Binance exchange is undoubtedly the kingmaker in mid-2018 cryptocurrency. Binance is consistently the world’s biggest exchange, by 24 hour volume, and anytime a coin gets added to the platform, you can bet its value will at least double. Binance grew fast in 2017, but never faltered even when demand was greatest. It remains cheap, reliable, and user friendly, with a few true innovations to its credit. Binance isn’t the perfect exchange for every purpose, but it exceeds expectations for most.
It’s hard to believe that Binance was founded less than one year prior to this writing: July 2017. Binance was founded by a team with lots of experience in high frequency trading in conventional markets, as well as digital assets in the blockchain space. The company innovated by releasing its own coin (Binance Coin – BNB) along with the platform, the use of which entitled the owner to trading discounts.
The model was a hit, and BNB has swollen in value. Binance quickly added new cryptocurrency trading options, involving its community at every step. Today, their momentum has not slowed, and Binance may remain the most influential exchange in the land for some time to come – even as the company has moved from Hong Kong to Malta to find friendlier regulation.
Regulation & Safety
Binance was initially regulated by financial bodies in Hong Kong, and was directly/indirectly affected by China’s 2017 “ban” on domestic exchanges. Hong Kong wasn’t truly, 100% within the broader Chinese government’s purview, but Binance’s future remained uncertain. As Binance’s international reach extended East and West, regulatory hurdles from the Japanese and Americans, along with continued uncertainty back home, prompted Binance to move to Malta, “Blockchain Island”.
Here, the regulatory framework is proving to be much more friendly to Binance, and companies like these enjoy a somewhat collaborative relationship with regulators, together establishing parameters that allow for innovation, while nipping potential problems in the bud. The evolution of this new regulatory environment has yet to be seen.
As for user safety, Binance is thought to be very secure for an exchange, and has yet to suffer a significant attack or loss of user funds. Of course, no exchange is ever 100% safe, but for a world leading platform with billions of liquid assets protected within, Binance has performed admirably.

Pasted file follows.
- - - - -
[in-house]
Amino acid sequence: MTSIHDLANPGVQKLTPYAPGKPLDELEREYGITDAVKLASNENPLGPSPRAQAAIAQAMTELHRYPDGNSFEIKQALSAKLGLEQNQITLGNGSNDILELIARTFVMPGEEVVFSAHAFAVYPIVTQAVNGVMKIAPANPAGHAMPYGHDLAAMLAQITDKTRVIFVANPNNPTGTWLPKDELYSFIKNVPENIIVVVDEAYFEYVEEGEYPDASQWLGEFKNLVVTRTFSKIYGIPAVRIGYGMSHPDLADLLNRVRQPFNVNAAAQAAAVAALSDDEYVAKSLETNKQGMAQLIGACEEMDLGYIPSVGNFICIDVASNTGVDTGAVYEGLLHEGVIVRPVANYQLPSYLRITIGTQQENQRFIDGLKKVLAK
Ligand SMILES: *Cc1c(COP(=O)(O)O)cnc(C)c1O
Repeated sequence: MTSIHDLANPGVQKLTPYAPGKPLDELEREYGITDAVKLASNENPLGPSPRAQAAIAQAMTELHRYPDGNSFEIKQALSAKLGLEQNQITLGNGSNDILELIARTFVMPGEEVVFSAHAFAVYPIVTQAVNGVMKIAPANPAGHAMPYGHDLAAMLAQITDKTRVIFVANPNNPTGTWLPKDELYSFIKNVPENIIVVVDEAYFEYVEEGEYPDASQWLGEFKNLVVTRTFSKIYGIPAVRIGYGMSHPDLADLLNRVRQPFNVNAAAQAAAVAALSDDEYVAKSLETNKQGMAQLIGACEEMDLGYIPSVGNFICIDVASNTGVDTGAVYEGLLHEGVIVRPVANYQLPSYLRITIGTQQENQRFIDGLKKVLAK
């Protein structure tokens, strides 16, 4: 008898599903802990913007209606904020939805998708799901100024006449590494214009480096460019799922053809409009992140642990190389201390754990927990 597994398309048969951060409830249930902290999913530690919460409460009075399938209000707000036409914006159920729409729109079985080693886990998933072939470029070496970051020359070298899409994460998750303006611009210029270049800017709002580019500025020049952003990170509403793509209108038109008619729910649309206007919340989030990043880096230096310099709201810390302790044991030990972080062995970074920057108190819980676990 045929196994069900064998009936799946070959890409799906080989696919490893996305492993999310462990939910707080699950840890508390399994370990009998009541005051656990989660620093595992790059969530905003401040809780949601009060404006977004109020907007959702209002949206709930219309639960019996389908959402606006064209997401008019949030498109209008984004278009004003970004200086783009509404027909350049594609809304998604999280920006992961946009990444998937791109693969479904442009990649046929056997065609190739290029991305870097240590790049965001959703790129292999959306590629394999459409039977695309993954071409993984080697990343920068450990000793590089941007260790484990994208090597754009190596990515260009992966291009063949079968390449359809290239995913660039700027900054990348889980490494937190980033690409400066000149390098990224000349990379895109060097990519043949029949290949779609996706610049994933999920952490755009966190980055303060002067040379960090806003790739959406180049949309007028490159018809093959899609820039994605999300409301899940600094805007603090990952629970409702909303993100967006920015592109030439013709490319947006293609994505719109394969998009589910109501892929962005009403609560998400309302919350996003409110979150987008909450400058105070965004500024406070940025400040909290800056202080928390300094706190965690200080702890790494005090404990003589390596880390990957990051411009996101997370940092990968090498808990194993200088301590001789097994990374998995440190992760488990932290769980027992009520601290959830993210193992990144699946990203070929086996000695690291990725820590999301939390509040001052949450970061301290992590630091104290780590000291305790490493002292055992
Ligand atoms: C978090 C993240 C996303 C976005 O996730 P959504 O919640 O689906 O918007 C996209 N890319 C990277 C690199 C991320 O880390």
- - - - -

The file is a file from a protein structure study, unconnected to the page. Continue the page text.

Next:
Binance Trading Platform
Binance offers two trading platform interfaces, “Basic” and “Advanced”. The main difference is appearance, and the more sophisticated charting visualizations in the Advanced version. Neither iteration of the Binance trading platform is truly intuitive for new users, but both function perfectly. Users can make Limit, Market, and Stop-Limit order types on both versions of the platform. To be honest, we don’t think that either version of the platform is much more difficult to use than the other, but the user invariably has a preference either way.
The cryptocurrencies supported by Binance are truly too numerous to name. The most popular as of 6/12/18 are:
Bitcoin, EOS, Ethereum, Ethereum Classic, Binance Coin, Bitcoin Cash, Skycoin, Quarkchain, Ontology, Tron, Loom Network, Aeron, Cardano, Litecoin, Stellar Lumens, IoTex, Ripple, CyberMiles, IOTA, ICON, Nano, and NEO
There are many dozens of other coins, all of which have at least several thousand dollars in daily trading volume. Binance regularly allows users to vote on what new coin to add to the list, and makes deals with other projects to add their coin. According to CEO Changpeng Zhao, more than 1,000 new companies are trying to have their coins listed on Binance. It’s unclear how many of these will one day be added.
Binance Fees & Limits
Binance’s fee structure is perhaps the most appealing thing about the platform. All trades are charged a 0.10% commission. When users make payment with Binance’s BNB, that fee is cut in half: 0.05% for all trades. This is the lowest trading price you’ll find, except for exchanges who offer free trading.